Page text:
Despite the extensive research on my pregnancies and all of the testing, every doctor we saw was at a loss to explain why this developed with our babies twice and couldn’t come up with anything beyond compassionately telling us it was “two strokes of bad luck.”

We made our choice. Again.

. . .

I think about what our story would have looked like under different circumstances. In another state. With abortion restrictions. With fewer means. Fewer resources. What that trajectory could have looked like in a parallel universe. And it makes me realize that while others might not agree with our choice—and I certainly can understand why some do not—it was our choice to make, not our government’s. It was philosophical, it was personal, and it was ours.  

The Oklahoma House of Representatives passed a bill in March that would ban all abortions based on genetic abnormalities. In other words, Oklahoma legislators believe that the agonizing choice that my husband and I made as a couple, both times, should have been theirs to make. They’d get to make this choice for us even though they would do nothing to support the aftermath of that decision: setting aside funding for his medical care, holding our hands while he underwent a lifetime of treatments, alleviating our pain if he died not long after birth.

In Kentucky, there is only one abortion clinic left in the state. One in 40,400 square miles, and the governor just tried to close it. In that scenario, I think about the big-picture trajectory again: If my husband and I lived in Kentucky and we didn’t have a car or have the funds to get to the closest clinic and subsequently had a child with severe and costly life threatening medical issues—a child whom may or may not have been even able to survive after being born—where would we all be now?

But in what could be the most damaging legislation given my situation, the Texas Senate just passed two obscenely restrictive bills: One outlawing dilation and evacuation (D&E) procedures, the safest and most effective abortion procedure for women in their second trimester and what doctors used to terminate my second pregnancy; and another called the “wrongful birth” bill that would make it legally OK for doctors to lie to their patients about fetal abnormalities so they don’t get an abortion. Yes, doctors could make the choice to withhold my baby’s health issues from my husband and me, while we went on in ignorance, unable to have a choice in the future of our family.

The list of laws and states and circumstances that hinder choice goes on and on.

While it may seem like what the Republican Party wants to do first and foremost with such restrictive legislation is prevent women from getting abortions, that motive is only secondary. Many studies have shown that women aren’t going to stop choosing to have abortions under strict laws—they’ll find other, unsafe means to terminate their pregnancies that could put their own lives in danger. At its core, these laws are about controlling women and perpetuating feelings of shame and guilt for making choices over their own bodies.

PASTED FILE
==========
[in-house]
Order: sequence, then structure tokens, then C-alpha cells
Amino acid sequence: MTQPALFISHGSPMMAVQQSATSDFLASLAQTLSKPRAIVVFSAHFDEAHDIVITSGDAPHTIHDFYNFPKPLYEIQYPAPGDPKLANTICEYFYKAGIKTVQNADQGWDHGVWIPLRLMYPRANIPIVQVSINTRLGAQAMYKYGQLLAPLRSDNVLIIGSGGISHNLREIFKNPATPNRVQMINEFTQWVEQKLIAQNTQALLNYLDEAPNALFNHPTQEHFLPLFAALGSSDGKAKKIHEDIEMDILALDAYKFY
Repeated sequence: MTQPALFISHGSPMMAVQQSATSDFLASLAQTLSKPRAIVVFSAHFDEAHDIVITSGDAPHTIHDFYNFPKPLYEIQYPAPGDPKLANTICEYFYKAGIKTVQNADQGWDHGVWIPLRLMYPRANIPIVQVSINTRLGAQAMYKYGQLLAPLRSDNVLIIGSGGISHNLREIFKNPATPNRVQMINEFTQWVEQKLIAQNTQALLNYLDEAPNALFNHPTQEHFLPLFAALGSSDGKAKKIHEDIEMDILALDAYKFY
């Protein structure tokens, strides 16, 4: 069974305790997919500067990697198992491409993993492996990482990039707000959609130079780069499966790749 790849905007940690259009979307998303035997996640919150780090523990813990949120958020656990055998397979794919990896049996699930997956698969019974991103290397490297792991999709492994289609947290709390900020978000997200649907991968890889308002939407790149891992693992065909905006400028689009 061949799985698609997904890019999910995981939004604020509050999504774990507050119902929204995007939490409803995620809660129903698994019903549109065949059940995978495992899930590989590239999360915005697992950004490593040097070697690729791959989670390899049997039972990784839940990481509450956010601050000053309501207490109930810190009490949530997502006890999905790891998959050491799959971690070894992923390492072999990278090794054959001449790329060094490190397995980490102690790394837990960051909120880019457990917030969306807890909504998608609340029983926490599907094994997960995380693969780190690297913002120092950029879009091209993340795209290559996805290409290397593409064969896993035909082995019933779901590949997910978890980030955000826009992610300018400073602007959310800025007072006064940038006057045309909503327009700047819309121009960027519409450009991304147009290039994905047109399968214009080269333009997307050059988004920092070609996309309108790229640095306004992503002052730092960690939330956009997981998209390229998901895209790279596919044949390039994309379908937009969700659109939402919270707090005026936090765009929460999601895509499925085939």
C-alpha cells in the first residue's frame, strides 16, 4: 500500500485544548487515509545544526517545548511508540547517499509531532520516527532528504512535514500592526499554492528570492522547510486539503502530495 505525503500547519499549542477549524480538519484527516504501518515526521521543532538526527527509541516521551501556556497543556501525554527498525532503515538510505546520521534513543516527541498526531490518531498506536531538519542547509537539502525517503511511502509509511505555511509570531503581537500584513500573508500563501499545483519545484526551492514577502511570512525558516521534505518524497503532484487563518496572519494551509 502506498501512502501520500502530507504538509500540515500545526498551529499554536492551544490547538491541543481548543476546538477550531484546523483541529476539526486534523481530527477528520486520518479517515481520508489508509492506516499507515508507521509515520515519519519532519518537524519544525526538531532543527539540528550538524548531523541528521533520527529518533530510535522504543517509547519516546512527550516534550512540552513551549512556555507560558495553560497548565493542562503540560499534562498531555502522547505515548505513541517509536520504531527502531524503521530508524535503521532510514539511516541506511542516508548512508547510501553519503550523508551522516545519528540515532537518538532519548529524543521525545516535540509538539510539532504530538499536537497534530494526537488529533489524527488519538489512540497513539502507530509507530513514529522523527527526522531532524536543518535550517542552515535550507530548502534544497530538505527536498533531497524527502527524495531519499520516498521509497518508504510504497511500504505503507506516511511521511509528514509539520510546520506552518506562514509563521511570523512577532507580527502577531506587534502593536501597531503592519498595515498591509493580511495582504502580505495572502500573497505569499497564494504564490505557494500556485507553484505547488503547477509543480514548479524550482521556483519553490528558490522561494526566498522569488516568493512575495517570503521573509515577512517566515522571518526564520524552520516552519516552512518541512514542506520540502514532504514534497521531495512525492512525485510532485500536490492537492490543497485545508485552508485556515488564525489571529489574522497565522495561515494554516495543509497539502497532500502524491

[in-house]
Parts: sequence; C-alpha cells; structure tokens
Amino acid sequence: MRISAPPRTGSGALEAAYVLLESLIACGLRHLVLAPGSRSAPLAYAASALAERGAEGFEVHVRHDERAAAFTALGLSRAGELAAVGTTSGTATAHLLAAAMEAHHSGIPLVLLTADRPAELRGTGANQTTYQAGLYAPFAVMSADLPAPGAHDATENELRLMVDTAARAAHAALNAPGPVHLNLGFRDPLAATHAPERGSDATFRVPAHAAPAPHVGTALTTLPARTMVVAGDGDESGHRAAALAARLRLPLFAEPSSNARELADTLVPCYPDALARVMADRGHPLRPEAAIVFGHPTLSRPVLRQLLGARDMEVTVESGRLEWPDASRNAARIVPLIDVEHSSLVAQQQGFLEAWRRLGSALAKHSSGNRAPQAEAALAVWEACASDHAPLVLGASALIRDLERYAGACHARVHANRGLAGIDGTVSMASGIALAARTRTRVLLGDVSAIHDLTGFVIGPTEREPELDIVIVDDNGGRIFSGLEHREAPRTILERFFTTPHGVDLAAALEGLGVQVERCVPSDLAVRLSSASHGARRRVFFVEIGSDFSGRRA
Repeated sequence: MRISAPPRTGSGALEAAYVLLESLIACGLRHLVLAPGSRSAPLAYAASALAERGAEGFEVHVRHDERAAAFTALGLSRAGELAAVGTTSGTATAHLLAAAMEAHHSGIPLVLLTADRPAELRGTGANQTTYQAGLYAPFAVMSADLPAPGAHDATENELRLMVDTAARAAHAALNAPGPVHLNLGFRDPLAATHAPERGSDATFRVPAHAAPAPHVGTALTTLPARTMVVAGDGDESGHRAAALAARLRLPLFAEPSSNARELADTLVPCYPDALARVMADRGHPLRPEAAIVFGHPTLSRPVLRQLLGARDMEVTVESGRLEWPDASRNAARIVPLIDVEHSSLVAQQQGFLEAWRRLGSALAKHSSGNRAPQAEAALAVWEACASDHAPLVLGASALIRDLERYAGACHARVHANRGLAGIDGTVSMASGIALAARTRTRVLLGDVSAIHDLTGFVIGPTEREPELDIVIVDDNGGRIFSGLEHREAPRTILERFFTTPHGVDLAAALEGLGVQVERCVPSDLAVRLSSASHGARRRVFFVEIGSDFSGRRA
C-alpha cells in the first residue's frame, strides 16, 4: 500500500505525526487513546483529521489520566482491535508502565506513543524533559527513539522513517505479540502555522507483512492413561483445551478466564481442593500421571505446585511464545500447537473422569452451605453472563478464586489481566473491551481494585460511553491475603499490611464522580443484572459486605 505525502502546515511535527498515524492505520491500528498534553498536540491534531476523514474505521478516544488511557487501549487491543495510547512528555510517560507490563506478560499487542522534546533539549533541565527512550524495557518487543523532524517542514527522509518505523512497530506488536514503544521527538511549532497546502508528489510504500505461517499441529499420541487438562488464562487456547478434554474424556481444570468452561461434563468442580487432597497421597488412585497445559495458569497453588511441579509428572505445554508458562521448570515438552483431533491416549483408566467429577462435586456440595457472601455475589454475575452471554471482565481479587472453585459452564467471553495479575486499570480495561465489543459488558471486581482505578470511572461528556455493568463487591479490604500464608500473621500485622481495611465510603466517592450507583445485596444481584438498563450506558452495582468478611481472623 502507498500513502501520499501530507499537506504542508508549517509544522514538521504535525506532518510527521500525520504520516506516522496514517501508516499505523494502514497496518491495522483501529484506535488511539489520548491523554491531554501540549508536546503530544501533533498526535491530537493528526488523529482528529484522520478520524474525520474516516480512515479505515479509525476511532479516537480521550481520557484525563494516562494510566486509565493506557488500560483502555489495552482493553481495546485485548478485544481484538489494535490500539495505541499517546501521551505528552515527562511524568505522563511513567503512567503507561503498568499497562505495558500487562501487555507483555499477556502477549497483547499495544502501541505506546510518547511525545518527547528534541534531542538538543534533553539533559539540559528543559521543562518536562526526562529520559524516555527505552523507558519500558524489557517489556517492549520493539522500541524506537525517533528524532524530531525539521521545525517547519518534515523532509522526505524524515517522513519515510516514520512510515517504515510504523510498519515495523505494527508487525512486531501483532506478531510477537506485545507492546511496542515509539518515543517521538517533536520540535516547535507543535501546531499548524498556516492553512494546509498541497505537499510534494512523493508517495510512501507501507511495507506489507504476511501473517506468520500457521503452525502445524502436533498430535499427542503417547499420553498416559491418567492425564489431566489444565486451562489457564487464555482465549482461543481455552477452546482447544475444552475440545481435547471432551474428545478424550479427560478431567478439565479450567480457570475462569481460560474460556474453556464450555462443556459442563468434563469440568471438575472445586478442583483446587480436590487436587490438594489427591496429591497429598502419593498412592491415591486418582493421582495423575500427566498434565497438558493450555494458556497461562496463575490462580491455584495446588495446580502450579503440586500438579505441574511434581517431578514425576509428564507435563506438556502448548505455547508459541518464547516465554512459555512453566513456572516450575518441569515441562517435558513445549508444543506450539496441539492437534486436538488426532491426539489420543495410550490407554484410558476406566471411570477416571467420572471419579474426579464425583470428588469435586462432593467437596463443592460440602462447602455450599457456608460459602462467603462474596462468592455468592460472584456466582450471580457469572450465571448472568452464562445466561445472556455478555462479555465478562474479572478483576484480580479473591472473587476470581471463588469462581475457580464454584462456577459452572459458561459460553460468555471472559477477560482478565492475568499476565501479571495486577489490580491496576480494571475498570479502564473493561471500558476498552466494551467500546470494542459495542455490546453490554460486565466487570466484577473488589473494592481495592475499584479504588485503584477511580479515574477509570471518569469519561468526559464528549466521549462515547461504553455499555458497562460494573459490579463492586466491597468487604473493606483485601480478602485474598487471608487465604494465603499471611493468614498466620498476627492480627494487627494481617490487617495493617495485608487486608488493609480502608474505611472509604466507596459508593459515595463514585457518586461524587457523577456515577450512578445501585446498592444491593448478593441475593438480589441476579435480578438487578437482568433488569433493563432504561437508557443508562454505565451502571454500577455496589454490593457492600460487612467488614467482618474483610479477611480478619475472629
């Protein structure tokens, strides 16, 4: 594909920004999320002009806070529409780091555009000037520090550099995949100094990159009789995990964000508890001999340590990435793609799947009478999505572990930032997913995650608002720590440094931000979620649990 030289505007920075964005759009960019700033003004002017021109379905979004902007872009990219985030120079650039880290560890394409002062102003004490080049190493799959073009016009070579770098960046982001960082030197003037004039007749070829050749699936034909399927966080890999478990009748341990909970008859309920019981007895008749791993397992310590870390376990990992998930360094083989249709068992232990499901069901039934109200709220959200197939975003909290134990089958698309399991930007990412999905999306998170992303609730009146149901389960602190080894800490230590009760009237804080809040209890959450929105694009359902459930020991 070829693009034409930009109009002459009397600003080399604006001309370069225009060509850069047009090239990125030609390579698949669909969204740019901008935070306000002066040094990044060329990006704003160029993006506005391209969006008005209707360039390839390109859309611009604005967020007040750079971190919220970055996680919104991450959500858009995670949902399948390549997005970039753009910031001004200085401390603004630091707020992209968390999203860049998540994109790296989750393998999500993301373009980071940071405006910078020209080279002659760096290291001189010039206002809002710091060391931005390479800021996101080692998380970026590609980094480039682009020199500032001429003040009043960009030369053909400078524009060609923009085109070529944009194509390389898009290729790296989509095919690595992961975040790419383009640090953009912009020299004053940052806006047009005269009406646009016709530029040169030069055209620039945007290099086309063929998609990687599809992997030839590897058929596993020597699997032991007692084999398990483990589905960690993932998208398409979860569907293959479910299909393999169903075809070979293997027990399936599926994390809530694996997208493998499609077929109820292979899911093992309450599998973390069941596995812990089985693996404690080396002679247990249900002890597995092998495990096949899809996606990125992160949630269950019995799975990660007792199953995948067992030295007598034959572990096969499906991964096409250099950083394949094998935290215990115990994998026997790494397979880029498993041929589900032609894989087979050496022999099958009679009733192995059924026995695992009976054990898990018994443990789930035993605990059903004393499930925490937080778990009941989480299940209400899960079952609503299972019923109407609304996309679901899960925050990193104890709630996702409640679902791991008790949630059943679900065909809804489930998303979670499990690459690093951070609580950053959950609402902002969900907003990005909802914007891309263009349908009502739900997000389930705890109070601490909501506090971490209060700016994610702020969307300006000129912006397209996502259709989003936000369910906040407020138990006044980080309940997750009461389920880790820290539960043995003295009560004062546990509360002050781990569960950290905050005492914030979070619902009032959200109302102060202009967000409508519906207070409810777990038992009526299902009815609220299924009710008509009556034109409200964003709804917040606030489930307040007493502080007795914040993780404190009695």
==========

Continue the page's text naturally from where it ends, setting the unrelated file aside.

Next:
Women have long lived with the burdens of shame; nevertheless, we have persisted. We do not shut down after making the choice to have an abortion.  We do not go through with the procedure and never feel again. I have never felt so much pain, anger, sadness, grief, and confusion as I did after choosing to end my pregnancies.  

Worse than the pain I felt in their absence, though, would have been not getting to make that choice at all. And to clarify: I understand why others would not make the same choice. But being forced into a life based on a doctor’s whim or a legislator’s personal ideology, being robbed of making the best personal choice for my family, would have been a pain I could not endure.

. . .

After that 13-week appointment, I decided to make the most of each day with my son while he was still in my body. We went to the beach. I showed him the ocean and the sand. We ate Indian food, Italian food, Mexican food, Mediterranean food. I read to him. I talked to him. I sang to him. I wrote him letters daily. We listened to a lot of Florence and the Machine. I explained everything that was happening to us as best as I could, as we went into each ultrasound appointment.

After considering and reconsidering all of the information we had collected over five weeks, we made the decision to go in for a D&E the day before my 35th birthday. He was 18 weeks. I woke up on my birthday longing for him and missing him terribly.

While my husband and I grieved together, I felt oddly alone in my experience. Simply put, there was a literal void inside of me. Unlike my husband, I had pregnancy weight gain and pain and cramping and bleeding and hormonal mood swings that were constant visceral reminders of my baby whose life we chose to end. And so I took the pain pills prescribed with wine every night as I watched countless episodes of TLC’s What Not to Wear to escape all the pain that was too hard to feel.

Because he was a baby, my baby, we had him cremated. Until we came up with the right spot to place his ashes, I carried him around with me. Some might think it weird or dark or sick, but I couldn’t fathom leaving him home alone, and so he came with me in my purse to my appointments, my errands, and my work. We eventually found his spot.

My husband and I eventually tried again seven months later. I quickly became pregnant and gave birth to our son in August 2013.

I would be lying if I said I did not often see his two brothers when I look at him. All three are part of my fabric—our son is here because of them. And one day, I plan on telling him about his brothers and our journey. A journey and a family we wouldn’t have without choice.

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*First Published: May 1, 2017, 5:30 am